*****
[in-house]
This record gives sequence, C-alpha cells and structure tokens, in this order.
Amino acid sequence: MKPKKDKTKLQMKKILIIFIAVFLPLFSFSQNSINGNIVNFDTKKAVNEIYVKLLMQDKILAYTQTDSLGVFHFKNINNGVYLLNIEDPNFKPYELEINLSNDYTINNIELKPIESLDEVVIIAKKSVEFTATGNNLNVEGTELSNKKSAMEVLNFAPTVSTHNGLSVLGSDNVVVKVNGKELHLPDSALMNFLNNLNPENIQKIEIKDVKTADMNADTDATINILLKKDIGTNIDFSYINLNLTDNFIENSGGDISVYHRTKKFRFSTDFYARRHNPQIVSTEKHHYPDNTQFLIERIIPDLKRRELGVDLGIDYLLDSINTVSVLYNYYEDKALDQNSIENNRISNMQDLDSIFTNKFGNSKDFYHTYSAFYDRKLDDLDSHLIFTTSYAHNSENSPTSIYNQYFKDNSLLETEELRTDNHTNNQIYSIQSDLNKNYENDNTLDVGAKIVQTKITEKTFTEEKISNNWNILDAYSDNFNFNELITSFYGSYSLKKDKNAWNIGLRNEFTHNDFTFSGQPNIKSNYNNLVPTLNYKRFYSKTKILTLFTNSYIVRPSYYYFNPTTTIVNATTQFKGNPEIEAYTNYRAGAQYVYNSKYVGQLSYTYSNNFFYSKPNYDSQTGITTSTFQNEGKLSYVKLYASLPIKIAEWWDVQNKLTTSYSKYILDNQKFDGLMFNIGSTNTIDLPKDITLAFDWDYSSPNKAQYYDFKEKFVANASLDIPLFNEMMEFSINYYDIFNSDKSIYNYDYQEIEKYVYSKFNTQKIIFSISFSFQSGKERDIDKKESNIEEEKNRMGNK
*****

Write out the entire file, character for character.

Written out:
[in-house]
This record gives sequence, C-alpha cells and structure tokens, in this order.
Amino acid sequence: MKPKKDKTKLQMKKILIIFIAVFLPLFSFSQNSINGNIVNFDTKKAVNEIYVKLLMQDKILAYTQTDSLGVFHFKNINNGVYLLNIEDPNFKPYELEINLSNDYTINNIELKPIESLDEVVIIAKKSVEFTATGNNLNVEGTELSNKKSAMEVLNFAPTVSTHNGLSVLGSDNVVVKVNGKELHLPDSALMNFLNNLNPENIQKIEIKDVKTADMNADTDATINILLKKDIGTNIDFSYINLNLTDNFIENSGGDISVYHRTKKFRFSTDFYARRHNPQIVSTEKHHYPDNTQFLIERIIPDLKRRELGVDLGIDYLLDSINTVSVLYNYYEDKALDQNSIENNRISNMQDLDSIFTNKFGNSKDFYHTYSAFYDRKLDDLDSHLIFTTSYAHNSENSPTSIYNQYFKDNSLLETEELRTDNHTNNQIYSIQSDLNKNYENDNTLDVGAKIVQTKITEKTFTEEKISNNWNILDAYSDNFNFNELITSFYGSYSLKKDKNAWNIGLRNEFTHNDFTFSGQPNIKSNYNNLVPTLNYKRFYSKTKILTLFTNSYIVRPSYYYFNPTTTIVNATTQFKGNPEIEAYTNYRAGAQYVYNSKYVGQLSYTYSNNFFYSKPNYDSQTGITTSTFQNEGKLSYVKLYASLPIKIAEWWDVQNKLTTSYSKYILDNQKFDGLMFNIGSTNTIDLPKDITLAFDWDYSSPNKAQYYDFKEKFVANASLDIPLFNEMMEFSINYYDIFNSDKSIYNYDYQEIEKYVYSKFNTQKIIFSISFSFQSGKERDIDKKESNIEEEKNRMGNK